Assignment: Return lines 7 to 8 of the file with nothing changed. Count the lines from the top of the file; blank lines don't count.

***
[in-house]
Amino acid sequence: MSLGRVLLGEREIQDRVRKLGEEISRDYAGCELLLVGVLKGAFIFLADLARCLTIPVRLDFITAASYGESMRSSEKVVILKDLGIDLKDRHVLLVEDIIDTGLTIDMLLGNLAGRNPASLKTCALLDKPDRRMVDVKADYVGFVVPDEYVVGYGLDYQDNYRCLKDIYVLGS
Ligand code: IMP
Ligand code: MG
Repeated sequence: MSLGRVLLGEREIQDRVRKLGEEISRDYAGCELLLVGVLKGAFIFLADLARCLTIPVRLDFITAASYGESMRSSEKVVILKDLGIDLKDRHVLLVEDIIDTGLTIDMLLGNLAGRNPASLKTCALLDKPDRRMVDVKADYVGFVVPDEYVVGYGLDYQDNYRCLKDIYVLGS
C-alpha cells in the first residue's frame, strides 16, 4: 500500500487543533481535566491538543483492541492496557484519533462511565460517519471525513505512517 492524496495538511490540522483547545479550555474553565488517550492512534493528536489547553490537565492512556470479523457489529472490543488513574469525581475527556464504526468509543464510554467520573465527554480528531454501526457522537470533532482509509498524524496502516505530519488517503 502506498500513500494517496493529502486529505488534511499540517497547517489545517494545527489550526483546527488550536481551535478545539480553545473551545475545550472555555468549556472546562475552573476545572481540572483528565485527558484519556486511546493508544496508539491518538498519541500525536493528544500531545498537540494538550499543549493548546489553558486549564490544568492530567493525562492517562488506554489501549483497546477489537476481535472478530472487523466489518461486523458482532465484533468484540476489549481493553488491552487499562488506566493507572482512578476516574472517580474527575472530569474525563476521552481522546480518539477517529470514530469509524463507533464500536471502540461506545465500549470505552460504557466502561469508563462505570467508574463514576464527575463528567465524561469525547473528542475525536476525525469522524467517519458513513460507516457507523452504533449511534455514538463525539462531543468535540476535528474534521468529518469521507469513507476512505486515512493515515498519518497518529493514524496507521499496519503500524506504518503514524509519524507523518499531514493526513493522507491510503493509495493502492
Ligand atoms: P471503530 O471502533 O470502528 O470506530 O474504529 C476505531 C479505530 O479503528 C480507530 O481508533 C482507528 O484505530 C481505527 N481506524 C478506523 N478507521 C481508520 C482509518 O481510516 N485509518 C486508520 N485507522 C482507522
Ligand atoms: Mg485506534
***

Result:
Ligand atoms: P471503530 O471502533 O470502528 O470506530 O474504529 C476505531 C479505530 O479503528 C480507530 O481508533 C482507528 O484505530 C481505527 N481506524 C478506523 N478507521 C481508520 C482509518 O481510516 N485509518 C486508520 N485507522 C482507522
Ligand atoms: Mg485506534